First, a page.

Tag Archives: beef

The G20 Series: Mexico

13 Jun

by Stephanie Dickison

Funny, I was just thinking along the same lines as Chris – how the hell do you sum up an entire country’s food in a mere 3-4 paragraphs?!

You can’t.  I can’t, anyway, so I thought long and hard about what sets Mexican food apart for me from the rest of the crowd (I had to fight getting up in the middle of the night to make tacos).

Here’s what I came up with:

Mexican food is perhaps one of the most fun, messy foods to eat.

Tacos and tacitos drip hot sauce and juices from pork and chicken,  enchilada sauce bursts forth from your entree, and ceviches blot your napkin with lemon or lime juice.

Salsas are perhaps one of the messiest condiments, with the water from the tomato or tomatillo and citrus juices making it sometimes difficult to get on your tortilla chip or breadstick.  And when your  fajitas, quesadillas and tacos have salsa on them, just  know that it might take a few tries to get the hang of it and not have it end up on your shirt front.

The good thing about salsa is it is simple to make an outstanding one as long as you have fresh ingredients on hand, and because you don’t have to cook it, it can be made quickly.  The base ingredients include tomatoes or tomatillos, cilantro, onion, garlic, citrus juice and hot peppers.  Some pros say salt and pepper too, but I’ve never done that.  (Hmm, I’m going to try that next time….) I like to chop and mix it all by hand, but many people use their food processor.

One thing I’ve learned over the years is the making it fresh always trumps a store-bought one. And this way, you can make it as hot or mild as you like.  The best way to add heat to your salsa is to remember that:

1.  the smaller the chili, the hotter it is

2. add a little at a time and taste as you go

The other thing I’ve learned is, salsas vary in Mexico, depending on the region.   Northern Mexico is known for its hearty grilled beef dishes, so you want something vibrant to stand up against the heaviness.

In The Cuisine of Puebla by Karen Hursh Graber, Northern Mexican “Drunken” Salsa is the perfect accompaniment.  And she says if you don’t have tequila, an extra 1/4 cup of beer will do just fine.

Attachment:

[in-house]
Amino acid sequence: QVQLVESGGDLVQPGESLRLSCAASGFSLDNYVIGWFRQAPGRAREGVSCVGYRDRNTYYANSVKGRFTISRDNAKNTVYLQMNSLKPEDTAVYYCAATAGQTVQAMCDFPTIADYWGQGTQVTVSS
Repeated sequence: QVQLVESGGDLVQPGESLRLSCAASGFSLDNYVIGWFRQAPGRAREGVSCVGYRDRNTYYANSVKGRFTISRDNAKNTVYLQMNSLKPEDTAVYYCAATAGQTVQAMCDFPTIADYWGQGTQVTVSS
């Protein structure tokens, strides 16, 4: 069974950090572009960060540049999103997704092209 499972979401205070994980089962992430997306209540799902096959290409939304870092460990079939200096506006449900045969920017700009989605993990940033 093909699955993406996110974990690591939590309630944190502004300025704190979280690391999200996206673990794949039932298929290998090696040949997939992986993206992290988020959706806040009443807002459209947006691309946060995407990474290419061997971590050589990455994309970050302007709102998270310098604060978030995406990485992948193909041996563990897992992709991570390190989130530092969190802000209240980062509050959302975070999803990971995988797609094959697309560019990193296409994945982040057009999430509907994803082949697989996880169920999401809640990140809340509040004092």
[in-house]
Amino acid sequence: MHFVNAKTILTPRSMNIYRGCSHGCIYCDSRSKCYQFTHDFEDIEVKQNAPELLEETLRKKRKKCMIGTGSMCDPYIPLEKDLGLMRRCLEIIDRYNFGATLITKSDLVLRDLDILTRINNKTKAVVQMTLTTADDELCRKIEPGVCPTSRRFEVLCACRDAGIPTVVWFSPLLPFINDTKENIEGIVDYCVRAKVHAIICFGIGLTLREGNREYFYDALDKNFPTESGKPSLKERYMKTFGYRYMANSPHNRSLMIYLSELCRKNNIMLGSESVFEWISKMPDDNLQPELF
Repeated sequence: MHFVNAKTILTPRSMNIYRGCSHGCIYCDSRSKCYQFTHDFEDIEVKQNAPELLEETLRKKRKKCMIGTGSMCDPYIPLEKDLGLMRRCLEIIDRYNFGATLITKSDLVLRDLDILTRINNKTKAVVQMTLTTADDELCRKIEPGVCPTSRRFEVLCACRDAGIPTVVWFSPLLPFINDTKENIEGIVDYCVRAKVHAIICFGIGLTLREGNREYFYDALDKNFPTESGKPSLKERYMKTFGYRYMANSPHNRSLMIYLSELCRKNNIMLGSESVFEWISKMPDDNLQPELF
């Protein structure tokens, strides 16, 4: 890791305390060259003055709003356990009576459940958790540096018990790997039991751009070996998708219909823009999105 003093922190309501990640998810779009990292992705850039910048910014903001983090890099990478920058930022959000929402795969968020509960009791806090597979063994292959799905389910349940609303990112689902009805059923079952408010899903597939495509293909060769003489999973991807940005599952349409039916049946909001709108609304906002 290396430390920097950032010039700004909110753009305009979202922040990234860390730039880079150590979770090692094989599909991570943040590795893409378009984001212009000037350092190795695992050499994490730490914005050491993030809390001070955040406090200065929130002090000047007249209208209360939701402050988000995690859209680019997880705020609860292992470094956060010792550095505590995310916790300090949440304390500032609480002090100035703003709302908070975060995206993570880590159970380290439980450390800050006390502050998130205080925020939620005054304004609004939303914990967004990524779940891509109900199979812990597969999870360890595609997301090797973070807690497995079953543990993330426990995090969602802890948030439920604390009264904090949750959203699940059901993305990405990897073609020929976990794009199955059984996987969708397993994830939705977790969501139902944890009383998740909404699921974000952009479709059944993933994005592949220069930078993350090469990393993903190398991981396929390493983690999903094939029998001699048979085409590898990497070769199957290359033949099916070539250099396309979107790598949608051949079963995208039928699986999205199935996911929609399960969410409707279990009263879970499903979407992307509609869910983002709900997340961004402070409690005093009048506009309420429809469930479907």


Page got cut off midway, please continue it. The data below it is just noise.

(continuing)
Ingredients:

  • 1 mulato chile, seeded and deveined, soaked in hot water until soft, drained
  • 3 pasilla chiles, seeded and deveined, soaked in hot water until soft, drained
  • 3 large garlic cloves, roasted on a comal or griddle, then peeled
  • 1 tablespoon chopped onion
  • 3 tomatoes, roasted on a comal or griddle
  • ½ cup beer
  • 2 tablespoons tequila
  • 1/3 cup pineapple juice
  • 2 tablespoons dark brown sugar or piloncillo
  • salt to taste

Preparation:

Grind the chiles, garlic, onion and tomato in a molcajete or blender. Add the beer, tequila, pineapple juice and sugar and blend to combine ingredients. Add salt to taste.

Made a few hours ahead of serving, this salsa develops a deeper flavor. Makes 2 cups

If you want to make something from the South, use a smoked jalapeño called Chipotle.  The Aztecs who lived in central and southern Mexico from the 14th to 16th Centuries, came up with the idea.

The only other thing I would suggest is a lot of napkins.

You’re going to need ’em.

Advertisements

The G20 Series: Brazil

12 Jun

Let’s face it, trying to come up with a summary of the cuisines of entire countries in a few short paragraphs is a bit of a Sysiphean task. Nations are complicated places, with regional cuisines that are sometimes foreign even to other parts of the country.

Which brings me to Brazil. The largest country in South America – and future host of both the World Cup and the Olympics – Brazil is diverse both in its geography and its people, and therefore its cuisines. Like Argentina, Brazil produces and eats a lot of beef. Unfortunately, cattle are responsible for the majority of deforestation in the country. Still, there’s more to Brazil than beef.

(And, for that matter, coffee.)